It must be stated that the animation isn't on a par with the more popular CG flicks that quite rightly overshadow the film. In fact, at times, it looks pretty primitive without much of the intricacy that we have been treated to of late. Backgrounds don't possess much depth or detail and the action, although plentiful, remains steadfastly front and centre. But, rendered in simple and broad visual brushstrokes, the film is never taxing on the retina, and unfolds in a Saturday morning type of fashion that never tries anything new or daring. The animation of the characters is definitely biased more towards the insects than Lucas, or his human cohorts, and, at least here the film doesn't disappoint. Nice effort has been made to get reflections shining on the hard bodies of the ants and the individual creatures do have some cute mannerisms. I like the depiction of the honeycomb-eyes that the crawlies have and the attempts to suit-and-boot Lucas like an ant, with veritable body-armour and fly-goggles. The more exciting shots tend to be based in the underground complex of the myriad tunnels and chambers of the colony, events up top lacking much of their evocative mood and ingenuity. Thus, the best animation revolves mainly around seeing the ants swarming about the nest - fleeing from Lucas's early flooding, for example. But the climactic aerial assault that eventually sees the target being an exposed bum-crack is dealt with like a little-league attack on the Death Star trench, and is full of sight-gags and fast action, and is a rousing enough finale for anyone.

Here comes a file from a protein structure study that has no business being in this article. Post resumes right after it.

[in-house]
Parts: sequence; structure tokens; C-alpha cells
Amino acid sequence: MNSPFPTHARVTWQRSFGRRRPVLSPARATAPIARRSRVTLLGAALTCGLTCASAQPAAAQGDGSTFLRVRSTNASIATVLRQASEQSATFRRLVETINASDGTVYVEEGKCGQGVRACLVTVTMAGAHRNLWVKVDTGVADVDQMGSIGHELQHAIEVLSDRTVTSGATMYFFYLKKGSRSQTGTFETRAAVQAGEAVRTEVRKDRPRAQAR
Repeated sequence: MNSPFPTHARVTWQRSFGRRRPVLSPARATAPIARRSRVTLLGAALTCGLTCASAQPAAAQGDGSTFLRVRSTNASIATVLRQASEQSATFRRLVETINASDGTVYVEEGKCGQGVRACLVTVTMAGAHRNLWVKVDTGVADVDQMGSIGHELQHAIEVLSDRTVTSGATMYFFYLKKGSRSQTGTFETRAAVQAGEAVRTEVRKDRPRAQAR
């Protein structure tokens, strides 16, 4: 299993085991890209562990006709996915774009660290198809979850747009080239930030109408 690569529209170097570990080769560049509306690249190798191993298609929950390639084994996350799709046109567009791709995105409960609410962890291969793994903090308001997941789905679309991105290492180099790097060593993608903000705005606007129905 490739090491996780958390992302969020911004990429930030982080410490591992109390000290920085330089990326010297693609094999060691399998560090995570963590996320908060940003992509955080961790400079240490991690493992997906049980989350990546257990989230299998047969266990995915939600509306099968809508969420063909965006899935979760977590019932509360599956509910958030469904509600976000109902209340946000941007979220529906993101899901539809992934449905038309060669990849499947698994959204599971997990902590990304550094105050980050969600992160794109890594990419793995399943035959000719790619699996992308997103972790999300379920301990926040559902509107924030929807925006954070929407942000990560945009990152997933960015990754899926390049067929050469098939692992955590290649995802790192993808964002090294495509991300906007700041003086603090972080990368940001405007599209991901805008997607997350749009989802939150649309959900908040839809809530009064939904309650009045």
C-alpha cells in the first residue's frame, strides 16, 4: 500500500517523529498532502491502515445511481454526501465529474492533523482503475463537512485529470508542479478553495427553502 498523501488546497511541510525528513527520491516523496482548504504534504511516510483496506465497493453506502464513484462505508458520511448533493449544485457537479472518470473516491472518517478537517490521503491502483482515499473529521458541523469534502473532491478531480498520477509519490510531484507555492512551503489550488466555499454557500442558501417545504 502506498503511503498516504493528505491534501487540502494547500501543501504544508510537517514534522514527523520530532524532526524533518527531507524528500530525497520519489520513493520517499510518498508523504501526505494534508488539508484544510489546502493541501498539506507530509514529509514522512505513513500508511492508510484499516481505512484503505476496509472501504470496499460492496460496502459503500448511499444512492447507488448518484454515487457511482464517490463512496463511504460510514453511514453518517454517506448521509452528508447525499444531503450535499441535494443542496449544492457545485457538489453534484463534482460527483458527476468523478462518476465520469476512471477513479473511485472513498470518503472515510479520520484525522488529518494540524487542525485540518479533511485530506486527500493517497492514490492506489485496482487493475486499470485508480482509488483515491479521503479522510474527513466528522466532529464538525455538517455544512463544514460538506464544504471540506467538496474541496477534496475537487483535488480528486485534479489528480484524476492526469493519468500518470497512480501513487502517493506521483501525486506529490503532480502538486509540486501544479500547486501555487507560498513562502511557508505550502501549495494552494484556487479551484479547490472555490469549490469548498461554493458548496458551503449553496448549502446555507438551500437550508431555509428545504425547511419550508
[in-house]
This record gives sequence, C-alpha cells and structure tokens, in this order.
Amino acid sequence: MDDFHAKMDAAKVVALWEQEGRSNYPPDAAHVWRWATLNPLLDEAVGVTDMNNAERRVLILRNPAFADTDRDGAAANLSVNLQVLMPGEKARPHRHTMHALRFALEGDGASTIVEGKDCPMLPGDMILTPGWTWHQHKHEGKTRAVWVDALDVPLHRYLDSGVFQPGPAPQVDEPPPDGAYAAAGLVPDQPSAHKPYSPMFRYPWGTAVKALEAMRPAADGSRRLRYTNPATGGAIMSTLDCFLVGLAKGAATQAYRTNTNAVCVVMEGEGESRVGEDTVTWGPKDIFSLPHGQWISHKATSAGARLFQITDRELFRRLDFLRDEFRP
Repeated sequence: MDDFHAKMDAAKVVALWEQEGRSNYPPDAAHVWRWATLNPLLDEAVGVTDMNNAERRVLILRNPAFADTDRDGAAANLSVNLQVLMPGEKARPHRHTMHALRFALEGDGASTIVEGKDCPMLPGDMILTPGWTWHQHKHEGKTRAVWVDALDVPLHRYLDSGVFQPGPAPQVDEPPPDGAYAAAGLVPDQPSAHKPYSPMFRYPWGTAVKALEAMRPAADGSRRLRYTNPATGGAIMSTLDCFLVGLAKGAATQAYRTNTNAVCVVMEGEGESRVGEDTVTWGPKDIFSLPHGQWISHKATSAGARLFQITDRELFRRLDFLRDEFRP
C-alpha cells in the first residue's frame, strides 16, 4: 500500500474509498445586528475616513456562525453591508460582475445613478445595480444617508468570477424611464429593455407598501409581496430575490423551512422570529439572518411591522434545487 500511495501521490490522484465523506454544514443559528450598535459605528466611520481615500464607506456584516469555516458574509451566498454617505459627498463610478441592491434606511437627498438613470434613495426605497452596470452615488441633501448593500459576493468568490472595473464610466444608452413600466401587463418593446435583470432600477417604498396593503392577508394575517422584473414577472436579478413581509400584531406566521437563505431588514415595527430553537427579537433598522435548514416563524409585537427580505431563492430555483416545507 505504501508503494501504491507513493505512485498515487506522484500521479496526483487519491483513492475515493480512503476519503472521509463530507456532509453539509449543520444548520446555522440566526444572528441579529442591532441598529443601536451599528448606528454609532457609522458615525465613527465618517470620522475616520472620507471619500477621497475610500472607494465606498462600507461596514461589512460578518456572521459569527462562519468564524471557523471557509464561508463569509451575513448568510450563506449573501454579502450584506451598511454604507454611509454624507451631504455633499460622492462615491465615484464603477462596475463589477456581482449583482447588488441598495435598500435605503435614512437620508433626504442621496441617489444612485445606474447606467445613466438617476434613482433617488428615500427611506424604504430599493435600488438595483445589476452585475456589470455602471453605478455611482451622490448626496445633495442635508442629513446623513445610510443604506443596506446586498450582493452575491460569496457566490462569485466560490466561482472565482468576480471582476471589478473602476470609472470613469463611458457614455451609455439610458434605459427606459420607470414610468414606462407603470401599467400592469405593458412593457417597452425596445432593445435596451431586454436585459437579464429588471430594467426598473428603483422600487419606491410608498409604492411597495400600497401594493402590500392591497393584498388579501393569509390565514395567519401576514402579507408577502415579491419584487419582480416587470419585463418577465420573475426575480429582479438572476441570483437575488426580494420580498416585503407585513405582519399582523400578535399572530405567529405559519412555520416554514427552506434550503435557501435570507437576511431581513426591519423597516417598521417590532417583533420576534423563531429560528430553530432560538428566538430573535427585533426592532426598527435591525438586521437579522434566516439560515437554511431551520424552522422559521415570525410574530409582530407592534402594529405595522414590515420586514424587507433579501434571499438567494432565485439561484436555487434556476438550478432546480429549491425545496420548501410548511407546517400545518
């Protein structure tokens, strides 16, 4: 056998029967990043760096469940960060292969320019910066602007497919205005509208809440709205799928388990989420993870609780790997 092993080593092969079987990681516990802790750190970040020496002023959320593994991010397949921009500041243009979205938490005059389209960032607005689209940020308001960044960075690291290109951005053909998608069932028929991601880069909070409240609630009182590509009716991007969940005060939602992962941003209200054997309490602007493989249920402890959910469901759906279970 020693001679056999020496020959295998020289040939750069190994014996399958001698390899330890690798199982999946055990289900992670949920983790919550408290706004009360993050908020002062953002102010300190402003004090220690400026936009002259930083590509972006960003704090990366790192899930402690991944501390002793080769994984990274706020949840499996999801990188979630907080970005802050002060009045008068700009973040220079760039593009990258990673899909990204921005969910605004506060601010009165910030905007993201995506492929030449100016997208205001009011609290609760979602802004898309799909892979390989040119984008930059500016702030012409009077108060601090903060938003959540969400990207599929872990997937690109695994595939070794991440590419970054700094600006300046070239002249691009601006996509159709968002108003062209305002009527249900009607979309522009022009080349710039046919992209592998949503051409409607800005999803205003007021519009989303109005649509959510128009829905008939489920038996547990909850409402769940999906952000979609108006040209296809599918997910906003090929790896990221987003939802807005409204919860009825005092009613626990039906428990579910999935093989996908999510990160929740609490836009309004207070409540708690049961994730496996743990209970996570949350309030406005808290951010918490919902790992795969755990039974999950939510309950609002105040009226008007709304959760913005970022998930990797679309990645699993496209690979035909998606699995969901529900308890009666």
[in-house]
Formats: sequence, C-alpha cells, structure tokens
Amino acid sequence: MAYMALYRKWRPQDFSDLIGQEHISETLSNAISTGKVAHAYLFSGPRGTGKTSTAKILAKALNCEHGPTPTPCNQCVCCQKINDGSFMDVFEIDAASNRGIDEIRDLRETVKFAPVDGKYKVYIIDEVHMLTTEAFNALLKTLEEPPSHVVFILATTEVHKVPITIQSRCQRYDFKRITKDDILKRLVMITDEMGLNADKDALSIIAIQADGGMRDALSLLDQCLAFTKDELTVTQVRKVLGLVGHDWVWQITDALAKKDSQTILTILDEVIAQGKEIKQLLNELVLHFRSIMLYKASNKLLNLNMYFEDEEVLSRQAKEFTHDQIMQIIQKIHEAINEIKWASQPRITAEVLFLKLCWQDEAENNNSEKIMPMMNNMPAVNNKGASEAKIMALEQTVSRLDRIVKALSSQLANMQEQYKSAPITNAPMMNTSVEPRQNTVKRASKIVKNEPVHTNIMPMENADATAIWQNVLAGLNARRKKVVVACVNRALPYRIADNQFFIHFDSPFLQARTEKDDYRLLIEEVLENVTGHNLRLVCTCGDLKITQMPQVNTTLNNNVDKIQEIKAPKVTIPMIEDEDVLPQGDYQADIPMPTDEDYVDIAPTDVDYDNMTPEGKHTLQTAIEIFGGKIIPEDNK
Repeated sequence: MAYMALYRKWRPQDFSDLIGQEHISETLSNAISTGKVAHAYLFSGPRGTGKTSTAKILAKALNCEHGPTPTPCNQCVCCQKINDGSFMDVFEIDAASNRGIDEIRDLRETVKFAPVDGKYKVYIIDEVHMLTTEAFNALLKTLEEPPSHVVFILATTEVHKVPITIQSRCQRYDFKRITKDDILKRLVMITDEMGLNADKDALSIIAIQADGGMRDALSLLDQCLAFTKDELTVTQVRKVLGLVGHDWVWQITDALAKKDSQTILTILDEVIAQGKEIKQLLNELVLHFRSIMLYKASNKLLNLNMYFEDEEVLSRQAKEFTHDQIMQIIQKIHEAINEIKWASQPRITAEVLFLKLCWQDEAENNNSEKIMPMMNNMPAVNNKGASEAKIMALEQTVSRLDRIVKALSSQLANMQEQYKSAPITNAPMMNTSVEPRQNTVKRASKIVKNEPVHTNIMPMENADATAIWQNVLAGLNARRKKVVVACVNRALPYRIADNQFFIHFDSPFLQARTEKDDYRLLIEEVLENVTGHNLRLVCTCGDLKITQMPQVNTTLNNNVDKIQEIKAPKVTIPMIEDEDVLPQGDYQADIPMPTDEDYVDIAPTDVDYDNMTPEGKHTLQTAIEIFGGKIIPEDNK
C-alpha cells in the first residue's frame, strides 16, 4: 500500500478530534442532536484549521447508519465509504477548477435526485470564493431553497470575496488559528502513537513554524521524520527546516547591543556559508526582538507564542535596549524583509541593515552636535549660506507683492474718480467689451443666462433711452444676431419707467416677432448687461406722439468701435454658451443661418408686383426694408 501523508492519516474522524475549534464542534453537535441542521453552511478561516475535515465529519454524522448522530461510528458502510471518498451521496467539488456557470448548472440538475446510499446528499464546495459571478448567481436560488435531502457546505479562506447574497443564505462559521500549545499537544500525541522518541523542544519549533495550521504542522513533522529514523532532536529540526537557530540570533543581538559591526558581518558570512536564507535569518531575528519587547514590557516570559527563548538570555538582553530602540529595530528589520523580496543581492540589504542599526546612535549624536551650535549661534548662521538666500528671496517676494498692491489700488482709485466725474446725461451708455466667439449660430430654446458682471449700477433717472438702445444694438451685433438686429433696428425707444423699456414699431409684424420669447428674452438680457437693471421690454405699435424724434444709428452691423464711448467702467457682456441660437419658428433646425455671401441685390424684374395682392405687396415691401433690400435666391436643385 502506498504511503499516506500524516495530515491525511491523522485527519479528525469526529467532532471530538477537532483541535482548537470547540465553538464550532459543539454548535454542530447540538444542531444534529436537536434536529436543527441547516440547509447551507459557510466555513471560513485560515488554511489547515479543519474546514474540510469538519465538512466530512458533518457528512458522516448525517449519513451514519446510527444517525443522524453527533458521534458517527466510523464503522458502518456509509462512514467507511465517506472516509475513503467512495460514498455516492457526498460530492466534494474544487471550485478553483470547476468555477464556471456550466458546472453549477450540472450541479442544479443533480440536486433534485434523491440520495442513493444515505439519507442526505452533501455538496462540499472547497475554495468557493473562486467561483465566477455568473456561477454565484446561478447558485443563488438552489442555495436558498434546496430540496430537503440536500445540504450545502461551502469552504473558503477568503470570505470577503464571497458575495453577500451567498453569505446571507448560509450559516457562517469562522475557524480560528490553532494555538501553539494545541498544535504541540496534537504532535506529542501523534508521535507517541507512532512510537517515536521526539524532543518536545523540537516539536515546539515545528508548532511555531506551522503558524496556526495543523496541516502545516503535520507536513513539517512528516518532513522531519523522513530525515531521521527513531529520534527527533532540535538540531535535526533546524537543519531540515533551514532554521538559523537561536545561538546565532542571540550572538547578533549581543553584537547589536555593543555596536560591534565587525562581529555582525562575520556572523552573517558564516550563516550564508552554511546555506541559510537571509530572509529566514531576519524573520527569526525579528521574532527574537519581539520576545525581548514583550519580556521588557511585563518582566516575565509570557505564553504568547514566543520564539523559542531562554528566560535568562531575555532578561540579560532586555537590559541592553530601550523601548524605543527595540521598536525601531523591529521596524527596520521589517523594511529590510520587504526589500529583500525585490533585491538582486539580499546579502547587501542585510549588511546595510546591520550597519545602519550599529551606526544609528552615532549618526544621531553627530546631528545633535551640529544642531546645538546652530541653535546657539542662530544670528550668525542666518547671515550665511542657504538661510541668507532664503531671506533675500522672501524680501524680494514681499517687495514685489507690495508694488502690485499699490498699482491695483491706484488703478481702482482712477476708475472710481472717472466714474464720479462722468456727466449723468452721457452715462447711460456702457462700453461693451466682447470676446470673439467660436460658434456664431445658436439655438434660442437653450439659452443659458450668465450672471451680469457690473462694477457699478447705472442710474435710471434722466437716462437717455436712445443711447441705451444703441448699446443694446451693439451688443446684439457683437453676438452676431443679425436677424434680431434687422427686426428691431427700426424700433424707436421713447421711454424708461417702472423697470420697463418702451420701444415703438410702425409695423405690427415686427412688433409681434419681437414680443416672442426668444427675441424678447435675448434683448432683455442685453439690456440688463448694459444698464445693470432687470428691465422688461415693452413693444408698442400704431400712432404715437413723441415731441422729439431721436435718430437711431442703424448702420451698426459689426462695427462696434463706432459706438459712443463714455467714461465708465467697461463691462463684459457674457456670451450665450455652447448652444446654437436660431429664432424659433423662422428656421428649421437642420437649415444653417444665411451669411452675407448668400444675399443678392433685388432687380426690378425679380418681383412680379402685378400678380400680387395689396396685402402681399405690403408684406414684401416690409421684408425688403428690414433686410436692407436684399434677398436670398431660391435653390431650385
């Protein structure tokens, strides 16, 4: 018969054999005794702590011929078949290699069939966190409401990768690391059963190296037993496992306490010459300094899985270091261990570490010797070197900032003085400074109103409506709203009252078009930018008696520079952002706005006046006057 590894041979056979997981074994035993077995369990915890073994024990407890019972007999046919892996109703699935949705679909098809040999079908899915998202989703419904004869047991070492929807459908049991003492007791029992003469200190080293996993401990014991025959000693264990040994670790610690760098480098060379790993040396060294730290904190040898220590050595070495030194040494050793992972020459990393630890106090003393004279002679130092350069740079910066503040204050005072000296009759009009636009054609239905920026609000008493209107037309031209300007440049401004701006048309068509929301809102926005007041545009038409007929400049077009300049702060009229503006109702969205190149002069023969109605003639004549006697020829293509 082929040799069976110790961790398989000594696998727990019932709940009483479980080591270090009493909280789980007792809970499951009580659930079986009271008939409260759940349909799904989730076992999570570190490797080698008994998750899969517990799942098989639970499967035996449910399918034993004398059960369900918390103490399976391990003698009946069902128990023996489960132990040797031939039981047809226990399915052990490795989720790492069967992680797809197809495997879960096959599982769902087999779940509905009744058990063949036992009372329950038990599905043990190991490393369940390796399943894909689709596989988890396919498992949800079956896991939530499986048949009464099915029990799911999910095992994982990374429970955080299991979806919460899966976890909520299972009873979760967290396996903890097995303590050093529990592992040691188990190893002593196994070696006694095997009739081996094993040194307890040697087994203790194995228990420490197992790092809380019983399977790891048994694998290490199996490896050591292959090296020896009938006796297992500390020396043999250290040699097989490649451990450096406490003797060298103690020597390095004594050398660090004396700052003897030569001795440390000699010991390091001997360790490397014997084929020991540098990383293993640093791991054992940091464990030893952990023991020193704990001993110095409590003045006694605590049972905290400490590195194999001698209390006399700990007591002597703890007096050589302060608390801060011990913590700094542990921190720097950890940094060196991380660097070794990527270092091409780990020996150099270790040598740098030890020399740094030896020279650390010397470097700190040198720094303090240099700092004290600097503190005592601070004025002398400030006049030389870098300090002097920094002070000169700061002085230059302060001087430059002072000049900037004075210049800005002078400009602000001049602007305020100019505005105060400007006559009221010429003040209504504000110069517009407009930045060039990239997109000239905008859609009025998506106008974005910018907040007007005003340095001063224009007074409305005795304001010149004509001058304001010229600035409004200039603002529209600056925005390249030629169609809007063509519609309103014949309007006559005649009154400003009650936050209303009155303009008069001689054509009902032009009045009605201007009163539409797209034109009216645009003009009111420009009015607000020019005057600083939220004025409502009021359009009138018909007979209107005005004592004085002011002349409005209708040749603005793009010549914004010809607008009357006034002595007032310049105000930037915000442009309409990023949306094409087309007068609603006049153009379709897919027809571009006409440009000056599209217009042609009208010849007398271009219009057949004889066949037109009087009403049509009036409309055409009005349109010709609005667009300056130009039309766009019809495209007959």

“Ugh, he's so soft ... his skeleton is on the inside!”

    The big/small metaphor is pretty heavy-handed and obvious to an adult, but still a worthwhile and, indeed, necessary one for the young 'uns to take on board, with the concept of banding together to defeat a common enemy, such as a school bully, a relevant enough tactic to instil in their little minds. The broader picture of adapt to survive will be lost on kids, though, but a clever element is the depiction of even Man's smallest steps having apocalyptic consequences upon the microscopic world beneath them. Having said that, though, the neat revelations of The Ant Bully and its nature-in-harmony philosophy is unlikely to stop kids from incinerating ants with a magnifying glass on a sunny day.

    Ultimately, if my own son is anything to go by, The Ant Bully is fine, if disposable, fun. The voice cast do a grand job of injecting humour and excitement into their roles and the screenplay fleshes out John Nickle's flimsy story with a commendable emphasis on action. If the film avoids repeatability then it is only because there are so many other CG-fests out there that are considerably more enjoyable, witty and intelligent. Occupying the lower rungs of the animated movie ladder may not be the most illustrious position to find itself in, but The Ant Bully is a pleasing enough diversion in its own right.

    The Rundown